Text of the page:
Valued English teacher Rick Lanning retires after over 40 years of teaching
December 6, 2017
After approximately 40 years in the teaching world, beloved English teacher Rick Lanning has decided to retire.
One of the most venerable teachers at FHC, Lanning was held to a high standard by his students. Bringing his dry wit into the classroom, there was hardly ever a dull day of learning in Room 105. One of his students, sophomore Bryn Yoder, emphasizes this fact.
“I loved his class,” Bryn said. “It was really fun. I was a little upset when he retired all of a sudden. I’m not very good at English, but he taught it in a way that was easier for me to understand.”
Lanning’s distinctive learning environment was not the only feature he brought to the table– his class was famous for his entertaining anecdotes and activities.
“We decorated his classroom for his birthday,” Bryn said. “He was really happy about that. It was really cute and a nice surprise.”
This event came to be after a few sophomores discovered their cherished teacher’s birthday was coming up. Sophomore Lindsey Cool, one student who helped plan the surprise, wanted to make Lanning’s last birthday at FHC something to remember.
“His reaction was the best part,” Lindsey said. “We were a bit nervous at first that he might be a bit upset because of the mess we made in his room– there were over 100 balloons. However, seeing him walk in with a smile on his face mollified any fears that we had. It was so gratifying to see that he truly did appreciate what we did; it showed that no matter how much we joked around during class, we really did care for him, and he for us.”
Lindsey is going to miss not only Lanning’s class but his character as well.
“His class was one of my favorite hours of the day,” Lindsey said. “We could get everything done that we needed to while still having fun.”
The unique personality that Lanning brought to the FHC community did not go unnoticed by the staff, either.
“He was a teacher who had a good sense of humor,” FHC principal Steve Passinault said. “He was very passionate about English; he was passionate about teaching writing; he was passionate about the literature and reading involved, too. I observed his classroom many times, and you could tell he had a genuine passion for what he was doing.”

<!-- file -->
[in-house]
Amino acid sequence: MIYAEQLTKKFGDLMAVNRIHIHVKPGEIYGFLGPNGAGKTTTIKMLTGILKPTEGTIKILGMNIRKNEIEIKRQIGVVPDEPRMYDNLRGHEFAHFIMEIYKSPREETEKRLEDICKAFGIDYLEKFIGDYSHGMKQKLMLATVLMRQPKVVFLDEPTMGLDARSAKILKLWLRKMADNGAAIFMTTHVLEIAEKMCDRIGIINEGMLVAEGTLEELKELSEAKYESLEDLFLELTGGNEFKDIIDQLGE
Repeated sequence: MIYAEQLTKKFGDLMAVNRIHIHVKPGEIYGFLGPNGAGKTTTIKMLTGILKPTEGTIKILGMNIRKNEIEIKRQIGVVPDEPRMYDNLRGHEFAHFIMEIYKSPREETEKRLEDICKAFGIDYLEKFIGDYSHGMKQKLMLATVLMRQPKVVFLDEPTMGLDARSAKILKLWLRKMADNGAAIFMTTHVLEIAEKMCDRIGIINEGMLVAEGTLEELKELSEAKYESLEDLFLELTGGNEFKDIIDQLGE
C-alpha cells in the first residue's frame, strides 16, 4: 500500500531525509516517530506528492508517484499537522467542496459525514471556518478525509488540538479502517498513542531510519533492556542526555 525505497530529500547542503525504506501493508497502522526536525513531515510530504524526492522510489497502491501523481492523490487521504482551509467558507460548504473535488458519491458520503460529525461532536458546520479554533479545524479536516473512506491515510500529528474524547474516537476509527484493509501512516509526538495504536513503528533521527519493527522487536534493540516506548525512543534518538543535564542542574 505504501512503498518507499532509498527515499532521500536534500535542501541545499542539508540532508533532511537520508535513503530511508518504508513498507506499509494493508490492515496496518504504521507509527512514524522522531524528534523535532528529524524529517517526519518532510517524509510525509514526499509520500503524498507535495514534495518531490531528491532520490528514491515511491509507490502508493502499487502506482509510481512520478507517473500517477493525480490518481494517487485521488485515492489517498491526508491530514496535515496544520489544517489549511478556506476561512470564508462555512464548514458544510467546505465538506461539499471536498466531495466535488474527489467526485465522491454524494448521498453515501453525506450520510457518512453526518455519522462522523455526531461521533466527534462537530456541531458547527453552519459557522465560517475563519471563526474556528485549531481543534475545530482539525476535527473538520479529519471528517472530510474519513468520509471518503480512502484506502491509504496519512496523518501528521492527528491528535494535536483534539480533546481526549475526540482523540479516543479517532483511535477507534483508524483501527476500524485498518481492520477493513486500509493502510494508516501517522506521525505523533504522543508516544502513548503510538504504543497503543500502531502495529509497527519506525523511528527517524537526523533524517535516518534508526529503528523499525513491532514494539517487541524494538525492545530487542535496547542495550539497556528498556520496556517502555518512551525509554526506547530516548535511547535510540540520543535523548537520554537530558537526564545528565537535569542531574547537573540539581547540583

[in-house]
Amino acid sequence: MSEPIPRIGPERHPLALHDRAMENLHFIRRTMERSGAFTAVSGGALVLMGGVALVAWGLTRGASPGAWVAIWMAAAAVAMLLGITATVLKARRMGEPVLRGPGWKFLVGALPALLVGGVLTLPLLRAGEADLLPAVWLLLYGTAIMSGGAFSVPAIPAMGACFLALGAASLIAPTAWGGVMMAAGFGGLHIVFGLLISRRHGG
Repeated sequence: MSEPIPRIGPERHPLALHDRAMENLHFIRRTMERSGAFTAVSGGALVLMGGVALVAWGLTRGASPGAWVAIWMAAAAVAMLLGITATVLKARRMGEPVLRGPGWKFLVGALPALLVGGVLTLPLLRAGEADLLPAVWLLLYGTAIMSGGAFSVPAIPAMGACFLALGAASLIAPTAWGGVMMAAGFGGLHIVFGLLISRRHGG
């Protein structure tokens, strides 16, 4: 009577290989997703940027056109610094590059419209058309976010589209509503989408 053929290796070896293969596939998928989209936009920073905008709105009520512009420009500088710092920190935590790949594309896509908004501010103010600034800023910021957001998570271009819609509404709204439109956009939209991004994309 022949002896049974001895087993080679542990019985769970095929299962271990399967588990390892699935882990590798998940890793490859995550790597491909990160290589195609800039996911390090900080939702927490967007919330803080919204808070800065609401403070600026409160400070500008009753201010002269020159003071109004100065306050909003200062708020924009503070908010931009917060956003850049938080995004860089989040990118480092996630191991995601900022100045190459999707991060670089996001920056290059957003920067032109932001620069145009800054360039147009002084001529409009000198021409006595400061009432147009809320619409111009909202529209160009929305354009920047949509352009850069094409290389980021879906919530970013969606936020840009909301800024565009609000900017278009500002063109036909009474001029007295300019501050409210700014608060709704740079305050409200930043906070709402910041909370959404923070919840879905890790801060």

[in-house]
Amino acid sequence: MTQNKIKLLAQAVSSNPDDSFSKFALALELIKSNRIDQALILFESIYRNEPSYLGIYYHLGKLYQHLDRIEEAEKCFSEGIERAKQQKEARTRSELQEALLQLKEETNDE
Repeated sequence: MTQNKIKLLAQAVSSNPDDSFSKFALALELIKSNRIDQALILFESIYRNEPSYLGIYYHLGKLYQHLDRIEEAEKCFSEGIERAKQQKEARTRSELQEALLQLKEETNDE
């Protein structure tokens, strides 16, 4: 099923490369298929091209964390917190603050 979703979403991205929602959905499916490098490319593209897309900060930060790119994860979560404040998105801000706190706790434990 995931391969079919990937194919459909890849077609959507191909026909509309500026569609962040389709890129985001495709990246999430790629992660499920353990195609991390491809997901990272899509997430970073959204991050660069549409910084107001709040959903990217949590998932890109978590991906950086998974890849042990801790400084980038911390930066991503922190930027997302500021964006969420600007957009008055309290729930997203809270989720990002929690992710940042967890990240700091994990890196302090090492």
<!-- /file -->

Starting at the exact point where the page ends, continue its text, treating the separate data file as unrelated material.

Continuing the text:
Lanning’s talents extended further than the typical English teacher. He was also yearbook advisor, a title that meant putting in a few extra hours to meet deadlines and the like.
“He took a lot of pride in developing a yearbook that students could be proud of,” Passinault said. “He spent a lot of his personal time working on the yearbook and made sure it was a quality product and something students could look back at with fond memories.”
Through working on the yearbook, Lanning developed close relationships with the students involved. Whether they were editors or other students, Lanning let them use their creativity to craft the perfect yearbook, all while meeting deadlines and keeping affairs organized.
“Every teacher has a unique personality,” Passinault said. “He had that dry sense of humor; he liked to joke around with students and challenge them at the same time. Each teacher connects with students differently, but it was definitely an area of strength for Lanning.”
Lanning’s students especially have emphasized how much they’ll miss him. However, all FHC staff and students will miss Lanning’s presence in the building.
“When you open up to kids [like Lanning does], they respond well,” Passinault said. “I think classes often become too tense, too serious, and too stressful. He had a good balance of holding high expectations of his students and having fun. He wasn’t afraid to poke fun at himself sometimes, too, so his classroom environment was [appreciated by his students].”